Le Monument aux Morts, is a recasting of sculptor Edmond de Laheudrie’s original in situ outside the Church of St. Aignan at Trévières, France. The first casting was dedicated on 16 May 1921 in memory of the forty-four men of Trévières who died in World War I. The figure, a conventionally draped Nike (or Victory), also wears the utility belt and helmet of a Poilu, the French counterpart of the American Doughboy of the First World War. This Nike is thematically linked to the Romanesque church’s celebratory tympanum sculpture, which Laheudrie executed in 1903. It portrays St. Aignan (St. Anianus), the bishop who in 451 defended Orleans against Attila the Hun, and St. Exupère (St. Exuperius), a fourth-century Bishop of nearby Bayeux in attitudes of thanksgiving before Christ. The two sculptures celebrate a successful defense of French soil against “the Hun.”
A bittersweet reminder of both France’s victory in the Great War and the blood spilled to secure it, Le Monument aux Morts stood for scarcely two decades before finding itself surrounded by a new generation of invaders. Shortly after the Allies came ashore on D-Day, Germany’s 915th and 916th Infantry Regiments, 517th Mobile Battalion, and the Reconnaissance Battalion of the 352nd Division established heavily fortified positions in and around Trévières. On 9 June, the 9th and 38th Infantry Regiments and the 38th Artillery Battalion of the US 2nd Infantry Division assaulted the village, which for the two preceding days had been under fire from the 14-inch guns of the USS Texas.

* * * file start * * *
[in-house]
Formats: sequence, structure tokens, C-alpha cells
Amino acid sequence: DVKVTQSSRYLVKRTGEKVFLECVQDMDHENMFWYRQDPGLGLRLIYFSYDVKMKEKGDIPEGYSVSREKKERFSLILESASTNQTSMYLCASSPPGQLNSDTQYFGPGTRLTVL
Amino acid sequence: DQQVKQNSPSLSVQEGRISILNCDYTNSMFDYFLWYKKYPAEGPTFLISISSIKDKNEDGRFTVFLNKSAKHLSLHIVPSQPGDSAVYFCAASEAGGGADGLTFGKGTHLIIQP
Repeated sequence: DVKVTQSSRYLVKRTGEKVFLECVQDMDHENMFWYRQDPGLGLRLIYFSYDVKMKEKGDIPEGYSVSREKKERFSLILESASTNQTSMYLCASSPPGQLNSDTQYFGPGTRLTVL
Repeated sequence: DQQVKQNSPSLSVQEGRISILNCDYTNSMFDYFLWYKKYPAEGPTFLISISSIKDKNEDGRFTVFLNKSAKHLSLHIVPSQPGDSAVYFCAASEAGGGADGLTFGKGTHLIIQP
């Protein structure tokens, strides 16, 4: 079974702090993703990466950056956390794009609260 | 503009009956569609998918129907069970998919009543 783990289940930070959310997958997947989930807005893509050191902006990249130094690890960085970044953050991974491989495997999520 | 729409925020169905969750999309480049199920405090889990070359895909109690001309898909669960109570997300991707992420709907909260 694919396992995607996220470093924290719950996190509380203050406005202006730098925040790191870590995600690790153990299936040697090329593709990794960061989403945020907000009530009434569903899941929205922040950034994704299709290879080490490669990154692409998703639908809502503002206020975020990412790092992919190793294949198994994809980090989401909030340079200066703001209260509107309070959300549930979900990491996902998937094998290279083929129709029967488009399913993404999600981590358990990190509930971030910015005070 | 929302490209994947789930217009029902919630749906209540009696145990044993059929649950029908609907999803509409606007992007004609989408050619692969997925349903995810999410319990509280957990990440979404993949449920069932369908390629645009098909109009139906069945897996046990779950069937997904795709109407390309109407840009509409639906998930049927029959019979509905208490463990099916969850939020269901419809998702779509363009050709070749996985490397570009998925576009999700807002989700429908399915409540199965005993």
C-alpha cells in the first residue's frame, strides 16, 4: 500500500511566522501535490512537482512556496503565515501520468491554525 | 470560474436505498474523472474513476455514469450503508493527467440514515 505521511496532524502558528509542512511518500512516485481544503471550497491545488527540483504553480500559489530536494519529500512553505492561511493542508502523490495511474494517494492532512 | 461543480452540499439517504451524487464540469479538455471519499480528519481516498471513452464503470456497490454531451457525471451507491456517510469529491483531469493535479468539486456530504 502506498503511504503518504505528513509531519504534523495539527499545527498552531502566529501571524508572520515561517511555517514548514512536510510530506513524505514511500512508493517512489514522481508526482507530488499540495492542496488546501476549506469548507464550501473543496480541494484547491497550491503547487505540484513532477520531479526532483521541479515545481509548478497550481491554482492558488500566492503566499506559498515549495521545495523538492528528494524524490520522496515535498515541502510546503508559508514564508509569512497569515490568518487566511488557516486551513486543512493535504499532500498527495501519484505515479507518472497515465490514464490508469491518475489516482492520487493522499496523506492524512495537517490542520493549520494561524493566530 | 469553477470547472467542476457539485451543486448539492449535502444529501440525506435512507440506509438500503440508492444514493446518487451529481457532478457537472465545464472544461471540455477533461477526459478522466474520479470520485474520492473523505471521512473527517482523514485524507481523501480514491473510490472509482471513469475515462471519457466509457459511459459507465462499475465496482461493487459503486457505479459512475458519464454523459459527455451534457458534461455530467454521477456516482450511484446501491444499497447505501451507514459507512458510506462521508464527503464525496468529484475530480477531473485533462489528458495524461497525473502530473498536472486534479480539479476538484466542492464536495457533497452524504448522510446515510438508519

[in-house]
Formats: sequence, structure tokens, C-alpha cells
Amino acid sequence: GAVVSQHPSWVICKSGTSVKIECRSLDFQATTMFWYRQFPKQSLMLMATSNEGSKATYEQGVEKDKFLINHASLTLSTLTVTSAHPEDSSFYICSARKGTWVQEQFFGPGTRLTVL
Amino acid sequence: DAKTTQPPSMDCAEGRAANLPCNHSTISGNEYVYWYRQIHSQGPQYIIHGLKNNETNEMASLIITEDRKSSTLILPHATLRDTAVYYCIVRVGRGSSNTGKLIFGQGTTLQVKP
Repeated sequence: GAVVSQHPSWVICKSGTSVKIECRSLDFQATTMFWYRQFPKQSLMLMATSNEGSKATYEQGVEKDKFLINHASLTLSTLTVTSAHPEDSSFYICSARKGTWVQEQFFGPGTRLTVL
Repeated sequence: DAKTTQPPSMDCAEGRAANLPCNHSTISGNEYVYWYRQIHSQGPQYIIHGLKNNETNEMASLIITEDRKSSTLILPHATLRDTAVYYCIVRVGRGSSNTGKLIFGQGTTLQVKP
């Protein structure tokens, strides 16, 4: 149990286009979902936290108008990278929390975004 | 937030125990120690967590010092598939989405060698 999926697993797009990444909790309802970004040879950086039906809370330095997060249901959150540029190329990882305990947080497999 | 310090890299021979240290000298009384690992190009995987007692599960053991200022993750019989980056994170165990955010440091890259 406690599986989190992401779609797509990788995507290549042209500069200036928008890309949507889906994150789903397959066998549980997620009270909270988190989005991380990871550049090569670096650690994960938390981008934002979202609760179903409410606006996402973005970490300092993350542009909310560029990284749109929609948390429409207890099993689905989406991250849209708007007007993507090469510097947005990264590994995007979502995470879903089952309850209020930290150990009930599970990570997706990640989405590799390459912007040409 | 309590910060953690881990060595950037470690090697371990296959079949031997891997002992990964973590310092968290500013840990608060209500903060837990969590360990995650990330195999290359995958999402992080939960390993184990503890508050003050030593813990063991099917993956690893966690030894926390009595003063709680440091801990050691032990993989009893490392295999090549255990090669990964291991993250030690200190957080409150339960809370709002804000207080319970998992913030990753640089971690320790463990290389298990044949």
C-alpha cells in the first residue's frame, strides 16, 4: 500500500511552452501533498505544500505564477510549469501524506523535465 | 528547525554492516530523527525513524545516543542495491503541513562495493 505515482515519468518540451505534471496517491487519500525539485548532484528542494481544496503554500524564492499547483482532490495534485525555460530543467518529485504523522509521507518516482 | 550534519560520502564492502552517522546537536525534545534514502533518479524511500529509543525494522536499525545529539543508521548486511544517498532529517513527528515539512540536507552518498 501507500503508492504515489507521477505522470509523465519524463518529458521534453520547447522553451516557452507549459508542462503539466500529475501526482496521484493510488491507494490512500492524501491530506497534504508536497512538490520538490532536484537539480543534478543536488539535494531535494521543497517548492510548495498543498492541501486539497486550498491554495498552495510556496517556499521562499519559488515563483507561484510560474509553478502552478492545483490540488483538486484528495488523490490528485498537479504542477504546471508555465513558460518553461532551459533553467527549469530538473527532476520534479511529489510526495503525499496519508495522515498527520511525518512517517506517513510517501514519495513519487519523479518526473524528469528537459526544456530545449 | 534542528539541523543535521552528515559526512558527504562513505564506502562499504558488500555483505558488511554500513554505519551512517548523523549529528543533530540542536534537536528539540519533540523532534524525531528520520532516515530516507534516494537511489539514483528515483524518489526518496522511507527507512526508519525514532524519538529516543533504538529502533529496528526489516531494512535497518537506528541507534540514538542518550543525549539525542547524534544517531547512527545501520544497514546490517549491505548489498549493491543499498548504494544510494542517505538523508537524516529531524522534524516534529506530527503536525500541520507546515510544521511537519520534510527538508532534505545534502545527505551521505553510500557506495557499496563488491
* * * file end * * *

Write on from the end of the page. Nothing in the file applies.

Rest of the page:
The bell tower of St. Aignan sustained major damage on 8 June, probably a result of the naval gunfire. Perhaps Laheudrie’s sculpture took damage at the same time, or it may well have been damaged during the ground attack on Trévières, during which, for example, the 38th Artillery Battalion expended more that 3,600 rounds. German counter fire also may have been a factor. Whatever its source, shrapnel or a round struck the head of the figure and removed its face below the upper lip along with most of its throat.

Preserved as transformed by battle, Le Monument aux Morts, at both Trévières and the National D-Day Memorial, is a spectral testament to the destructiveness of war, evanescence of victory, and fragility of peace. Literally a part of the D-Day story the sculpture in stage one has been commissioned to tell, it is emplaced on Edward R. Stettinius Parade.